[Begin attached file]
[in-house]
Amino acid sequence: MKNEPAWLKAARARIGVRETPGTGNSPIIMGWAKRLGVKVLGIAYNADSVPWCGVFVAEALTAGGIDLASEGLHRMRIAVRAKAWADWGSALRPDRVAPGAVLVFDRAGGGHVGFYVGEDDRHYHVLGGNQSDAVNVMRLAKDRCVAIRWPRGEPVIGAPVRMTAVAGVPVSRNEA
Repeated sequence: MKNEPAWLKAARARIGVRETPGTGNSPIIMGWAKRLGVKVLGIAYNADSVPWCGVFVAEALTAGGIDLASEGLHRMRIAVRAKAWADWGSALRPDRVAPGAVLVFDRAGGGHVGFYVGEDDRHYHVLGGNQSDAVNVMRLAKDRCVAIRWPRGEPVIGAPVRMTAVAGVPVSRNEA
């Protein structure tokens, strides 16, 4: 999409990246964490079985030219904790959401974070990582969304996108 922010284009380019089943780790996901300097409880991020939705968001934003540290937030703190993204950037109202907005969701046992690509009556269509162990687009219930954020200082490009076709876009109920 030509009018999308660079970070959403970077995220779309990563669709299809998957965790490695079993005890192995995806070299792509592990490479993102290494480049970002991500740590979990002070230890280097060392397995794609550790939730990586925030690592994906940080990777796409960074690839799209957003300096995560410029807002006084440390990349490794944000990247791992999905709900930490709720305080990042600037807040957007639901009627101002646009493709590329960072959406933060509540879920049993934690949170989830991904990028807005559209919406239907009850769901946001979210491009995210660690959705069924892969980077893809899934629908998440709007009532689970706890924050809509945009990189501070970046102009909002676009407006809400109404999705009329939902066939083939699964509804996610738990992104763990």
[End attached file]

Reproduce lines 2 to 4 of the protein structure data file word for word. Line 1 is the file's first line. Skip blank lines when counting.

Amino acid sequence: MKNEPAWLKAARARIGVRETPGTGNSPIIMGWAKRLGVKVLGIAYNADSVPWCGVFVAEALTAGGIDLASEGLHRMRIAVRAKAWADWGSALRPDRVAPGAVLVFDRAGGGHVGFYVGEDDRHYHVLGGNQSDAVNVMRLAKDRCVAIRWPRGEPVIGAPVRMTAVAGVPVSRNEA
Repeated sequence: MKNEPAWLKAARARIGVRETPGTGNSPIIMGWAKRLGVKVLGIAYNADSVPWCGVFVAEALTAGGIDLASEGLHRMRIAVRAKAWADWGSALRPDRVAPGAVLVFDRAGGGHVGFYVGEDDRHYHVLGGNQSDAVNVMRLAKDRCVAIRWPRGEPVIGAPVRMTAVAGVPVSRNEA
């Protein structure tokens, strides 16, 4: 999409990246964490079985030219904790959401974070990582969304996108 922010284009380019089943780790996901300097409880991020939705968001934003540290937030703190993204950037109202907005969701046992690509009556269509162990687009219930954020200082490009076709876009109920 030509009018999308660079970070959403970077995220779309990563669709299809998957965790490695079993005890192995995806070299792509592990490479993102290494480049970002991500740590979990002070230890280097060392397995794609550790939730990586925030690592994906940080990777796409960074690839799209957003300096995560410029807002006084440390990349490794944000990247791992999905709900930490709720305080990042600037807040957007639901009627101002646009493709590329960072959406933060509540879920049993934690949170989830991904990028807005559209919406239907009850769901946001979210491009995210660690959705069924892969980077893809899934629908998440709007009532689970706890924050809509945009990189501070970046102009909002676009407006809400109404999705009329939902066939083939699964509804996610738990992104763990």